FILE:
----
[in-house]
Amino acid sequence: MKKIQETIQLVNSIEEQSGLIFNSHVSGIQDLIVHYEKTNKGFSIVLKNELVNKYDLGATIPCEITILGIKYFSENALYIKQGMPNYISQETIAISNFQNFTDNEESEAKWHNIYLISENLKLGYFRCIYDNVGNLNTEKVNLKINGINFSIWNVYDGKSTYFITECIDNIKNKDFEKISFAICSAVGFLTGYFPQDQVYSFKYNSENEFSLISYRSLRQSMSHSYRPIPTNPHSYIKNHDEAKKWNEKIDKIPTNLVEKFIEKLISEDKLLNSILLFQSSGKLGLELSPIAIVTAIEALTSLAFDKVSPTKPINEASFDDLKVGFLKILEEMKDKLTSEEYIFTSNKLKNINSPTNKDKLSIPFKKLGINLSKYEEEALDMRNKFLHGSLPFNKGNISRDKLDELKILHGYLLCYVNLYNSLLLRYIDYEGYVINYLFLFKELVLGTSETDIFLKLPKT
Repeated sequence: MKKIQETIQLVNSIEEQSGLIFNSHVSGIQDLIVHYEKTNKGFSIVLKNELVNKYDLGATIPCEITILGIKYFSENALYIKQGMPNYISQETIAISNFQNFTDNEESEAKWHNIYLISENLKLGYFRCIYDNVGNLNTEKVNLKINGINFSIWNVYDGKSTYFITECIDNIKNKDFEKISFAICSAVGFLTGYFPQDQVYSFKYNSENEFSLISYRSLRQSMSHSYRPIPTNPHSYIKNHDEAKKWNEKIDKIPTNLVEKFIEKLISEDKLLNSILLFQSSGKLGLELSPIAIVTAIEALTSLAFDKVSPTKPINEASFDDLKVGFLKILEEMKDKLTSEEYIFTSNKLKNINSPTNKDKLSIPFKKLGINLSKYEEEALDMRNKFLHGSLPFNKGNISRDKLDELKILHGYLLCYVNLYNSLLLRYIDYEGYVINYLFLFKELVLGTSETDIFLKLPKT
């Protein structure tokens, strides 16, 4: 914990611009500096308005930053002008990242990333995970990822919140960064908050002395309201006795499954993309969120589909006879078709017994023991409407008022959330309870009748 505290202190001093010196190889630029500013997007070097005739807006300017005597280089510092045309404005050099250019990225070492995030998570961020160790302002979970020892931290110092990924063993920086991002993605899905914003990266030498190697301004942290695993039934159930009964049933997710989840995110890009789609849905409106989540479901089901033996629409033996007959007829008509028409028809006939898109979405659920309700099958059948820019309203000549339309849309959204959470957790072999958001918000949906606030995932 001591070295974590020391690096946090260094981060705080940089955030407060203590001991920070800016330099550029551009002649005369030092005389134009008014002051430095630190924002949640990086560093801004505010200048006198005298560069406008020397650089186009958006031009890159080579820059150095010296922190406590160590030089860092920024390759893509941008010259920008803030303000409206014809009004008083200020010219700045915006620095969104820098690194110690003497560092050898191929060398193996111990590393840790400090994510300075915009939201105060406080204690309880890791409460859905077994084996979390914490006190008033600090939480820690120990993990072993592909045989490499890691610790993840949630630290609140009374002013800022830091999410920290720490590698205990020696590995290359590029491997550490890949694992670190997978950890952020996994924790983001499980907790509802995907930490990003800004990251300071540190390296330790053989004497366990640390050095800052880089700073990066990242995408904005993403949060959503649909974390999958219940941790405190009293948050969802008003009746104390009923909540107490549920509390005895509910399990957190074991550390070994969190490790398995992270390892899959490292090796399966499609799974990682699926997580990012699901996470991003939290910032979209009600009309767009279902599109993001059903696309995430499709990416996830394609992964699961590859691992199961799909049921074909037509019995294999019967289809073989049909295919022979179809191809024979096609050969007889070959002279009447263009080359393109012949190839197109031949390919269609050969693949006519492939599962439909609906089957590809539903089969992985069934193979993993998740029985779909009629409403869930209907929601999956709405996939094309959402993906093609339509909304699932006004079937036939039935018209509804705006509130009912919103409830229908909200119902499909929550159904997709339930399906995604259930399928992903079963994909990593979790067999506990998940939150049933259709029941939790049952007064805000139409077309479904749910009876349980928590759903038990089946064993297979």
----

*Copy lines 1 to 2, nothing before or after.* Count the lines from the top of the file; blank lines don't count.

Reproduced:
[in-house]
Amino acid sequence: MKKIQETIQLVNSIEEQSGLIFNSHVSGIQDLIVHYEKTNKGFSIVLKNELVNKYDLGATIPCEITILGIKYFSENALYIKQGMPNYISQETIAISNFQNFTDNEESEAKWHNIYLISENLKLGYFRCIYDNVGNLNTEKVNLKINGINFSIWNVYDGKSTYFITECIDNIKNKDFEKISFAICSAVGFLTGYFPQDQVYSFKYNSENEFSLISYRSLRQSMSHSYRPIPTNPHSYIKNHDEAKKWNEKIDKIPTNLVEKFIEKLISEDKLLNSILLFQSSGKLGLELSPIAIVTAIEALTSLAFDKVSPTKPINEASFDDLKVGFLKILEEMKDKLTSEEYIFTSNKLKNINSPTNKDKLSIPFKKLGINLSKYEEEALDMRNKFLHGSLPFNKGNISRDKLDELKILHGYLLCYVNLYNSLLLRYIDYEGYVINYLFLFKELVLGTSETDIFLKLPKT